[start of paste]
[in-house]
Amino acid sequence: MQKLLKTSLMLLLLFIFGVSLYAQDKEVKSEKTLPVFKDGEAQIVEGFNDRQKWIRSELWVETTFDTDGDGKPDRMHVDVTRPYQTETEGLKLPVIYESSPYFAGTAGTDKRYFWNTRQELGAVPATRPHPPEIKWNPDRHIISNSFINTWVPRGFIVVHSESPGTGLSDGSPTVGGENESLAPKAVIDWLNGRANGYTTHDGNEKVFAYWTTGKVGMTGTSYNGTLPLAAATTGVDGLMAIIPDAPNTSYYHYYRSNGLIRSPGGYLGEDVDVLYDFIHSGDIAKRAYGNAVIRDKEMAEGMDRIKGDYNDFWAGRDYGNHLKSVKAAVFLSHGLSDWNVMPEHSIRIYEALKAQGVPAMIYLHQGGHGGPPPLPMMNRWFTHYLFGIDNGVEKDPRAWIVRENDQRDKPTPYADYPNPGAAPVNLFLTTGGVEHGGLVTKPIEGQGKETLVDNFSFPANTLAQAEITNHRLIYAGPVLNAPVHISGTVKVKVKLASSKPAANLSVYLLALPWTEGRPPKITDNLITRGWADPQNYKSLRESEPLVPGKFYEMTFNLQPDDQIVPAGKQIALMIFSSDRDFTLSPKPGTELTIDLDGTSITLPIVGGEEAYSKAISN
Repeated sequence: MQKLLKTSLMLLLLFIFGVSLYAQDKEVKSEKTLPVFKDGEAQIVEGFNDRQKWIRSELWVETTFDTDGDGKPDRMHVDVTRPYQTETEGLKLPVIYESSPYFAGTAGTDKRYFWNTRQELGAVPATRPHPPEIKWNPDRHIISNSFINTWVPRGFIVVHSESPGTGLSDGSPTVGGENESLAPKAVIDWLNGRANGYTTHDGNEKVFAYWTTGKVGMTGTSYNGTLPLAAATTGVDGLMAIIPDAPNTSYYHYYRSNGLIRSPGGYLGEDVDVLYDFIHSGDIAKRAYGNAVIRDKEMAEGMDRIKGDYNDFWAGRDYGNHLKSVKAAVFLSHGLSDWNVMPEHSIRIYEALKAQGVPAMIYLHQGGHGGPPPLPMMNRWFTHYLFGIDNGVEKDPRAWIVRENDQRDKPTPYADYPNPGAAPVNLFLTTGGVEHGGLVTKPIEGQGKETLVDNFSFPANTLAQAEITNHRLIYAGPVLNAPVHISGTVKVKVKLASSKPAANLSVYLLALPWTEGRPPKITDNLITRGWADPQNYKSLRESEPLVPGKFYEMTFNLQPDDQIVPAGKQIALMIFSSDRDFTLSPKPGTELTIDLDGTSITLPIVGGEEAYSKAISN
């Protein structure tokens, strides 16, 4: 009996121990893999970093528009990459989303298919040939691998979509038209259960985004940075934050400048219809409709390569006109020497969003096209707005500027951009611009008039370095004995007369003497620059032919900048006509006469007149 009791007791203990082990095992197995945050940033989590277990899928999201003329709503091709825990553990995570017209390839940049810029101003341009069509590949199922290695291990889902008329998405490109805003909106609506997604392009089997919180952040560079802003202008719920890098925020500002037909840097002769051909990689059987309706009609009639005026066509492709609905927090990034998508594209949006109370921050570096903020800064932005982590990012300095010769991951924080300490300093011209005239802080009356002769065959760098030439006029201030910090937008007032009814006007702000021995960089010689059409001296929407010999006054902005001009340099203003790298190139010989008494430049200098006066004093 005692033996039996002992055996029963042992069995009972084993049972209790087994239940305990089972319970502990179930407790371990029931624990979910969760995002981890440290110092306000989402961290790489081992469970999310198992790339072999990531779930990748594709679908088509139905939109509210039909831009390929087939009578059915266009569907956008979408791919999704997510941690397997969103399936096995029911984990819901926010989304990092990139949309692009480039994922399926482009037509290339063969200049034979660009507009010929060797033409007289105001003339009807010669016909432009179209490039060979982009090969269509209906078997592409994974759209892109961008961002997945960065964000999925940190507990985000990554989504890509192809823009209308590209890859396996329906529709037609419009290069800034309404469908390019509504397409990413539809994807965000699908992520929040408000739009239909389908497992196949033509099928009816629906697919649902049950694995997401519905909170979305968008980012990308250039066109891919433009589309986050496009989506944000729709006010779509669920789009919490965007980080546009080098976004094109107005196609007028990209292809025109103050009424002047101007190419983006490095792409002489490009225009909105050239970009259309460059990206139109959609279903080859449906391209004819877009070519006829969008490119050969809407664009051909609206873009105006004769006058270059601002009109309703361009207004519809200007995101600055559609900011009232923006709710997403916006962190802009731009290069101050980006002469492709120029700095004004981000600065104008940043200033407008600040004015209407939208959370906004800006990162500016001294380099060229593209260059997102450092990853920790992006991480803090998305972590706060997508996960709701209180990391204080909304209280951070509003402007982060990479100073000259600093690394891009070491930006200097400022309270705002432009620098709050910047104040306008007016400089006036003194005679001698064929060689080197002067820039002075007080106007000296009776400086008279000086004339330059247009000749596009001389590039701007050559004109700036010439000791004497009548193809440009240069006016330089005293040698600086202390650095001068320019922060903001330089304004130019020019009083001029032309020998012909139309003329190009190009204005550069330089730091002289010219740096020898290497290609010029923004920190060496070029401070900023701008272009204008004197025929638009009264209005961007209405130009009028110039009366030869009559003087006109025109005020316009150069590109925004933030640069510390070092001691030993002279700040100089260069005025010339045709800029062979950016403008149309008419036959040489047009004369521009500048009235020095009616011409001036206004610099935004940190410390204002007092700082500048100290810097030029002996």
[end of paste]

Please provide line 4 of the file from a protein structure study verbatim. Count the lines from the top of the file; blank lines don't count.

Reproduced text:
């Protein structure tokens, strides 16, 4: 009996121990893999970093528009990459989303298919040939691998979509038209259960985004940075934050400048219809409709390569006109020497969003096209707005500027951009611009008039370095004995007369003497620059032919900048006509006469007149 009791007791203990082990095992197995945050940033989590277990899928999201003329709503091709825990553990995570017209390839940049810029101003341009069509590949199922290695291990889902008329998405490109805003909106609506997604392009089997919180952040560079802003202008719920890098925020500002037909840097002769051909990689059987309706009609009639005026066509492709609905927090990034998508594209949006109370921050570096903020800064932005982590990012300095010769991951924080300490300093011209005239802080009356002769065959760098030439006029201030910090937008007032009814006007702000021995960089010689059409001296929407010999006054902005001009340099203003790298190139010989008494430049200098006066004093 005692033996039996002992055996029963042992069995009972084993049972209790087994239940305990089972319970502990179930407790371990029931624990979910969760995002981890440290110092306000989402961290790489081992469970999310198992790339072999990531779930990748594709679908088509139905939109509210039909831009390929087939009578059915266009569907956008979408791919999704997510941690397997969103399936096995029911984990819901926010989304990092990139949309692009480039994922399926482009037509290339063969200049034979660009507009010929060797033409007289105001003339009807010669016909432009179209490039060979982009090969269509209906078997592409994974759209892109961008961002997945960065964000999925940190507990985000990554989504890509192809823009209308590209890859396996329906529709037609419009290069800034309404469908390019509504397409990413539809994807965000699908992520929040408000739009239909389908497992196949033509099928009816629906697919649902049950694995997401519905909170979305968008980012990308250039066109891919433009589309986050496009989506944000729709006010779509669920789009919490965007980080546009080098976004094109107005196609007028990209292809025109103050009424002047101007190419983006490095792409002489490009225009909105050239970009259309460059990206139109959609279903080859449906391209004819877009070519006829969008490119050969809407664009051909609206873009105006004769006058270059601002009109309703361009207004519809200007995101600055559609900011009232923006709710997403916006962190802009731009290069101050980006002469492709120029700095004004981000600065104008940043200033407008600040004015209407939208959370906004800006990162500016001294380099060229593209260059997102450092990853920790992006991480803090998305972590706060997508996960709701209180990391204080909304209280951070509003402007982060990479100073000259600093690394891009070491930006200097400022309270705002432009620098709050910047104040306008007016400089006036003194005679001698064929060689080197002067820039002075007080106007000296009776400086008279000086004339330059247009000749596009001389590039701007050559004109700036010439000791004497009548193809440009240069006016330089005293040698600086202390650095001068320019922060903001330089304004130019020019009083001029032309020998012909139309003329190009190009204005550069330089730091002289010219740096020898290497290609010029923004920190060496070029401070900023701008272009204008004197025929638009009264209005961007209405130009009028110039009366030869009559003087006109025109005020316009150069590109925004933030640069510390070092001691030993002279700040100089260069005025010339045709800029062979950016403008149309008419036959040489047009004369521009500048009235020095009616011409001036206004610099935004940190410390204002007092700082500048100290810097030029002996």